Center For Academic Excellence
Writing Center | More Writing Without More Work
By now, it's fairly common educational knowledge that the writing process is a vital part of the learning process. Students who write about what they are learning tend to retain and understand more comprehensively. Many teachers, however, still avoid giving written assignments in the belief that their work load will grow exponentially. And it can. But it doesn't have to. Here are some suggestions that will make you a more effective teacher without having to slog through stacks and stacks of papers!
- At the beginning of class, have each student write one question or one idea from the reading for the lesson. Take up the cards and read them quickly to
see how they can fit into the lesson.
- In the last five minutes of class, have students write on what they got out of the class and what is still puzzling them, including any questions they may have for you. Use these to begin the next class.
- Have students pair off for twice-weekly journal writing. Each student will respond to the work that is going on both in and out of class, writing at least two pages of response for each other. These may focus on academic problems in the course or on affective issues about the course. Then twice a semester, take up the journals and glance at them; the main assignment, however, is for each student to write a profile of his or her partner, stressing successes and struggles (with specific details) of the course (4 - 5 pages).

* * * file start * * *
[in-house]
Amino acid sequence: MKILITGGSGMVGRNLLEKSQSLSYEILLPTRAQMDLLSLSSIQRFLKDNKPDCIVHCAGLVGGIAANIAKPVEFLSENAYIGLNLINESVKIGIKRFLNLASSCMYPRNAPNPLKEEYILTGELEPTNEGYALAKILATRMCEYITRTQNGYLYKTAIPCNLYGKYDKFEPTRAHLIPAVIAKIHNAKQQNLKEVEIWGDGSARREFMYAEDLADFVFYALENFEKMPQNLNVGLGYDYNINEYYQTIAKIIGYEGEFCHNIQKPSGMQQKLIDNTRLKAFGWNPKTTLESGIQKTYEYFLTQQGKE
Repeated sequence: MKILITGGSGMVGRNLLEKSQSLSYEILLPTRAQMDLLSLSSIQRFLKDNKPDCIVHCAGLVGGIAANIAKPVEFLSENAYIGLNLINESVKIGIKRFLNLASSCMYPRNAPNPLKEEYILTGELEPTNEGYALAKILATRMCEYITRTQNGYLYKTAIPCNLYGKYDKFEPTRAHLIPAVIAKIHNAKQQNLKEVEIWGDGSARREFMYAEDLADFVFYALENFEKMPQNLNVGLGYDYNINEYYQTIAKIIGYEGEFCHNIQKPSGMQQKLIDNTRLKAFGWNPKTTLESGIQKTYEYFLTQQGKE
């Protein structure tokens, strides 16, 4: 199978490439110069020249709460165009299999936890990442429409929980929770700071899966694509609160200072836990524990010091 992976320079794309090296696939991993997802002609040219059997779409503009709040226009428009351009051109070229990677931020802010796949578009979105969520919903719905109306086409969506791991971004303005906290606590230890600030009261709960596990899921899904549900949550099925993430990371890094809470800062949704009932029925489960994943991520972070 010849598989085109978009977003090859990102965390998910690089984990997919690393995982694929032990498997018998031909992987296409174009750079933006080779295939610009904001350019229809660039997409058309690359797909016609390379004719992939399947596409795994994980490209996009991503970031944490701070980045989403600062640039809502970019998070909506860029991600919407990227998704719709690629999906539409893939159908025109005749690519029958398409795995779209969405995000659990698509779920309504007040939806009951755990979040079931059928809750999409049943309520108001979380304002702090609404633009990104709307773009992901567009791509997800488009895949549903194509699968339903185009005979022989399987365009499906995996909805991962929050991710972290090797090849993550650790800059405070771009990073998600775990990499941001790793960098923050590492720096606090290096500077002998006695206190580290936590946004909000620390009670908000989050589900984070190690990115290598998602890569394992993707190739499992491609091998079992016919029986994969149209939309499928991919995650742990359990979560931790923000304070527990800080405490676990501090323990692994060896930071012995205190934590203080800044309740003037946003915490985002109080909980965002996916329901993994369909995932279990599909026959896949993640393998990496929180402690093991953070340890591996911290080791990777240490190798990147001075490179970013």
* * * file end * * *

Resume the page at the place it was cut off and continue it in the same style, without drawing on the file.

- Have students find something outside of class that connects to what they are studying. Ask them to write one-page responses and reactions to the connections. Just check weekly (and I mean walking by desks to see that they are doing the work. Take your grade book to make it look official.) Collect these responses at the end of the semester.
- Have students write letters to people in the real world, explaining how some phase of their studies (theories, processes, methods, data) is relevant to the work of that company or business.
Produced by MUSC's Writing Center - Under the direction of Professor Tom Waldrep
Jennie Ariail, Ph.D. - Director
Tom Waldrep, Ph.D. - Director (retired)